The resignation of NSW Nationals MP Adrian Piccoli means the MIA will be heading to polls before the end of year, 18 month earlier than the next NSW state election in 2019.
A NSW state by-election is estimated to cost taxpayers $720,000, according to the NSW Electoral Commission.
The seat of Murray, and its predecessor seat Murrumbidgee, have been safely held by the National Party since 1984.
But with anger over hospital cuts and the by-election cost, other parties see an opportunity to break the three decade streak.
Here’s what the political parties and candidates likely to run have said about Adrian Piccoli’s resignation and their by-election plans.
Shooters, Fishers and Farmers Party
Having stunned the National Party to win the seat of Orange in November 2016, MLA Robert Borsak says his party will definitely run a candidate in Murray, and sees the prospect of another upset.
“Unlike the National Party, we don’t take an election win as a certainty. Our information shows that a by-election in Murray will be a close contest between the Shooters Fishers and Farmers Party and the National Party.”
Mr Borsak also sees the $720,000 by-election cost as a waste of money.
“The money that the Murray by-election will cost the taxpayer should have been put into vital rural services.”
“In the last few months, Mr Piccoli’s own Murrumbidgee Local Health District tried closing vital services at Griffith Hospital and Temora Hospital because there wasn’t enough money in the budget. One of those was being cut because the Government couldn’t afford an air conditioner.
“If we didn’t have so many National Party MPs running up by-election costs every time they jumped ship for a better job offer, perhaps the Government could actually afford to give rural communities the services they deserve.”
Deputy Premier and Leader of the NSW Nationals John Barilaro said, “while we will miss Adrian's experience, it's important to remember that this opportunity presents us with a great chance to identify and develop fresh, new talent for the NSW Nationals”.
He said he’s looking forward to unearthing a talented candidate for the seat.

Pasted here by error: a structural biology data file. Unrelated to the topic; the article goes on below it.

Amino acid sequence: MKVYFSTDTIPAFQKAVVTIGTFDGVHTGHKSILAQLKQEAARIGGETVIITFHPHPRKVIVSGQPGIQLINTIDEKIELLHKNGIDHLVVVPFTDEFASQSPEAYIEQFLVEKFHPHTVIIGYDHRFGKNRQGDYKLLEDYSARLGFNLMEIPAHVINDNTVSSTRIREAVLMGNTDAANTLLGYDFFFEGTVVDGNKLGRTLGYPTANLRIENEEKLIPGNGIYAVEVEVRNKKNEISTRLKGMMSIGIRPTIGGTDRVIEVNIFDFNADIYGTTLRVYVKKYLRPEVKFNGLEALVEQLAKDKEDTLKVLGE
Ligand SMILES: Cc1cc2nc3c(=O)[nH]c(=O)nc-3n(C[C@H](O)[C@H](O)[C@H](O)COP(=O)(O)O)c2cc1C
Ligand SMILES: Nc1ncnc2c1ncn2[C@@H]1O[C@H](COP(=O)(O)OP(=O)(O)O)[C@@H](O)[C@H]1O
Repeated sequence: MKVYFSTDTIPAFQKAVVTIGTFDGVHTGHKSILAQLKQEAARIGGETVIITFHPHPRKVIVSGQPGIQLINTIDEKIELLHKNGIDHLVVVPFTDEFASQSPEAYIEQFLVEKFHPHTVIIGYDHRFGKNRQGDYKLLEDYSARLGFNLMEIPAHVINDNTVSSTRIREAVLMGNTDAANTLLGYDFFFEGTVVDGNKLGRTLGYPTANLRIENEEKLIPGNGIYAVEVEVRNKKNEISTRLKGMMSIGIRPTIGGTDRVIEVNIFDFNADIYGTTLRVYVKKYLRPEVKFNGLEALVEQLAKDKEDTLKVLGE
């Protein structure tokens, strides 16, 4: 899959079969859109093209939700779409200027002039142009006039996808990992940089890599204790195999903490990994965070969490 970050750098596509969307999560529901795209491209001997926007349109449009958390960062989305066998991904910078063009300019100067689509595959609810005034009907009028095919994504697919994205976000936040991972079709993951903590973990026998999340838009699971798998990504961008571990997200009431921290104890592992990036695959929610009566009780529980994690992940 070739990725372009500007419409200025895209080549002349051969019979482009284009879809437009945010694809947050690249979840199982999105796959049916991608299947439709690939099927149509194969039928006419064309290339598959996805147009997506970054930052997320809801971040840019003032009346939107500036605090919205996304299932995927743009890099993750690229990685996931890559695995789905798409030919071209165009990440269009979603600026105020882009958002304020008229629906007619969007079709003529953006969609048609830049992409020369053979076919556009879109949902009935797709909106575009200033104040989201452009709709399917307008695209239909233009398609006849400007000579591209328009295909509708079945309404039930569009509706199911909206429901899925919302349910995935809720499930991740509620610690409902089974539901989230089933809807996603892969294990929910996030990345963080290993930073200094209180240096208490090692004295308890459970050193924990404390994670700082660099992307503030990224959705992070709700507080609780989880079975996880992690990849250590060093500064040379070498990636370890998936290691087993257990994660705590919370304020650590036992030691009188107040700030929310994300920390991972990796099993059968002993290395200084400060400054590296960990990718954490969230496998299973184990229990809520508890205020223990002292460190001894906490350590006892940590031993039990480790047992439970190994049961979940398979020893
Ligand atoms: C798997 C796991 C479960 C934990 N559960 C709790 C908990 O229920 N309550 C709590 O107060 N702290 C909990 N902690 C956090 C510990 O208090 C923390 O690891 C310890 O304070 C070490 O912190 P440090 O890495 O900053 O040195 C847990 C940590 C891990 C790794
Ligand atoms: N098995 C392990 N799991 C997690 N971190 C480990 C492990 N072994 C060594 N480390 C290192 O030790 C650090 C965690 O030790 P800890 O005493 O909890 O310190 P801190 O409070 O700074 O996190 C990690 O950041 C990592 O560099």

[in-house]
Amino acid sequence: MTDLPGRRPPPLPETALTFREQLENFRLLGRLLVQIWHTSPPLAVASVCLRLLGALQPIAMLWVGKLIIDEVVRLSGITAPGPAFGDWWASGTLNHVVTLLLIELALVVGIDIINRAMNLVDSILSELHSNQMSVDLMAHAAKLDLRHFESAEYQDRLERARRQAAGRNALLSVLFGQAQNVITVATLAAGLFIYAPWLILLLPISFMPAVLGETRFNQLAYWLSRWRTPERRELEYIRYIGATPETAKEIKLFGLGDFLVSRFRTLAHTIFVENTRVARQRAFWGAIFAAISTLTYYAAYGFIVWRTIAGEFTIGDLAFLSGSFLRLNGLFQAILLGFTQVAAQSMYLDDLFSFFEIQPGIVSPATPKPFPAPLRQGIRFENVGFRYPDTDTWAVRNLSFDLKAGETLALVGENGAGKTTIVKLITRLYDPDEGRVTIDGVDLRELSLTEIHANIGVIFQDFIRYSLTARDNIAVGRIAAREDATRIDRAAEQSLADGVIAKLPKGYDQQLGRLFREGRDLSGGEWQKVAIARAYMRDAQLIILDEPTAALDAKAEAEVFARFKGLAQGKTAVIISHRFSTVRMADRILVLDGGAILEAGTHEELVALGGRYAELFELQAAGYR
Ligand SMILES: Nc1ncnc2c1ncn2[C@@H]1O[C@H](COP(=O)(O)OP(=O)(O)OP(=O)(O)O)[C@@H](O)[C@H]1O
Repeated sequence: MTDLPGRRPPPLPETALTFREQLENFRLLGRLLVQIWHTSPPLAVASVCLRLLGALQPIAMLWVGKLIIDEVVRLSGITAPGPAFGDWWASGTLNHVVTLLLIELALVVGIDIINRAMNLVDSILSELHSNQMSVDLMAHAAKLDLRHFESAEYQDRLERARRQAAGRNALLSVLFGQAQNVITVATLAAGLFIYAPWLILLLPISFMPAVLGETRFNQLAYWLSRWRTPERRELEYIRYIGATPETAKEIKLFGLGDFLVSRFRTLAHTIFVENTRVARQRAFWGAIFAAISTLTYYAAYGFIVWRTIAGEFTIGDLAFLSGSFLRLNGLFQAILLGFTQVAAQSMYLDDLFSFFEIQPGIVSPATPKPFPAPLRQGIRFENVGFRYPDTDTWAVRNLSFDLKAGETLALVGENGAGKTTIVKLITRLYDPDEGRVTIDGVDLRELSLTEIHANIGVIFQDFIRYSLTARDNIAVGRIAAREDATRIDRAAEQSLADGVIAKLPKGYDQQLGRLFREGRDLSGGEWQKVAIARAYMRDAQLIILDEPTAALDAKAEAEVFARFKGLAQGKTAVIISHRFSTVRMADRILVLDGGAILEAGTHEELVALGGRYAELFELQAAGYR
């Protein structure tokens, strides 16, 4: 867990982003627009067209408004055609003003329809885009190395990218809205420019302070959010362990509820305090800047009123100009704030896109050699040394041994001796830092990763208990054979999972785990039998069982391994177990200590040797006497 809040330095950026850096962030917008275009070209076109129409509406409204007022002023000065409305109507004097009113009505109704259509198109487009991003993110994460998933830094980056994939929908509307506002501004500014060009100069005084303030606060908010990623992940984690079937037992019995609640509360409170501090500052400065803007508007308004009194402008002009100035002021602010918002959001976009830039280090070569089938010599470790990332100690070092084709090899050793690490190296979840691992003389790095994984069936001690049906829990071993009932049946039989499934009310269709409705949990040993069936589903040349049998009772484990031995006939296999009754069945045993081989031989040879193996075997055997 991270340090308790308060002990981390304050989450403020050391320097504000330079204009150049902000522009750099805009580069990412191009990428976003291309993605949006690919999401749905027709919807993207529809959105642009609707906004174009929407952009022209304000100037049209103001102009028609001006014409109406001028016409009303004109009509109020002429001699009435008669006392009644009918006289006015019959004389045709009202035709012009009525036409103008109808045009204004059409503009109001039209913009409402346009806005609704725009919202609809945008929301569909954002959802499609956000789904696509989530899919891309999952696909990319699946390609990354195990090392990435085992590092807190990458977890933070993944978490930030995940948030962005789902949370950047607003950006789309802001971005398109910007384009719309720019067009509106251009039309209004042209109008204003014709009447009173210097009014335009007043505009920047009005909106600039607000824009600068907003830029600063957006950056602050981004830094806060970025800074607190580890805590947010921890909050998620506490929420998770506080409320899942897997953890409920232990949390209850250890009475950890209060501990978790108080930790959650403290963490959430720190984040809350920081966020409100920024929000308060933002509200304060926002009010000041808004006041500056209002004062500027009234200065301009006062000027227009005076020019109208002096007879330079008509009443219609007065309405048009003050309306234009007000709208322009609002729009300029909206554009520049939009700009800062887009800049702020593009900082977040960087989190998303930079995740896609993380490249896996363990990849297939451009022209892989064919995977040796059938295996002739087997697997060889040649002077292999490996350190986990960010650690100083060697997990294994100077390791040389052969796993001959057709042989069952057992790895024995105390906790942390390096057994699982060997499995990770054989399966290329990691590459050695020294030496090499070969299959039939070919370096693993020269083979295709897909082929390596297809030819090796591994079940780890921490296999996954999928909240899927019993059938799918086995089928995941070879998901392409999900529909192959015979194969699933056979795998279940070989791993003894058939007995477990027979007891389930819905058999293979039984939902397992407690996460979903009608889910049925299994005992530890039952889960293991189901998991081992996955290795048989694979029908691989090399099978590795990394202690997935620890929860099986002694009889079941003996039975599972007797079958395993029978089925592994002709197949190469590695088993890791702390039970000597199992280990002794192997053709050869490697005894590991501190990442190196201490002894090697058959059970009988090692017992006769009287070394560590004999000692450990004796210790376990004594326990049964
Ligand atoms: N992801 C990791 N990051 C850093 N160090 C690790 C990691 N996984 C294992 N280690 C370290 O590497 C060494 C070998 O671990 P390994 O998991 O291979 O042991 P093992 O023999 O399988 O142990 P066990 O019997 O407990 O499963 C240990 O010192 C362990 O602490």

Farmer and water advocate Helen Dalton ran as an independent at the 2015 election, winning 18 per cent of the vote.
She said she has not yet decided whether she will run in the upcoming by-election, but has savaged current member.
“Adrian Piccoli is now desperately trying to salvage his legacy which was poor and ineffective”.
“The people of Murray elected Adrian for a period of four years, not just until he found a better gig along with a pumped up ministerial pension”.
NSW Labor did not respond to our request on whether they will field a candidate by our deadline.
At the 2015 election, Max Buljubasic contested the election for Labor, winning 16 per cent of the vote.
NSW Greens said they intend to run a candidate for the seat of Murray.
Greens councillor for Albury Amanda Cohn sees health care cuts as a big issue.
"The National Party have taken the support of Riverina communities for granted for far too long. The current hospitals debacle is a perfect example of those of us who live in "safe seats" missing out. Adrian Piccoli's resignation is a timely and welcome opportunity for Murray residents to elect better representation - the upcoming byelection could be a referendum on our health care.
"In 2017, it is completely unacceptable for regional Australians to be treated like second-class citizens. Adequate funding for our health services is not just a political issue - it's a matter of life and death. Any hopeful MP will need to articulate clear plans for health in our region."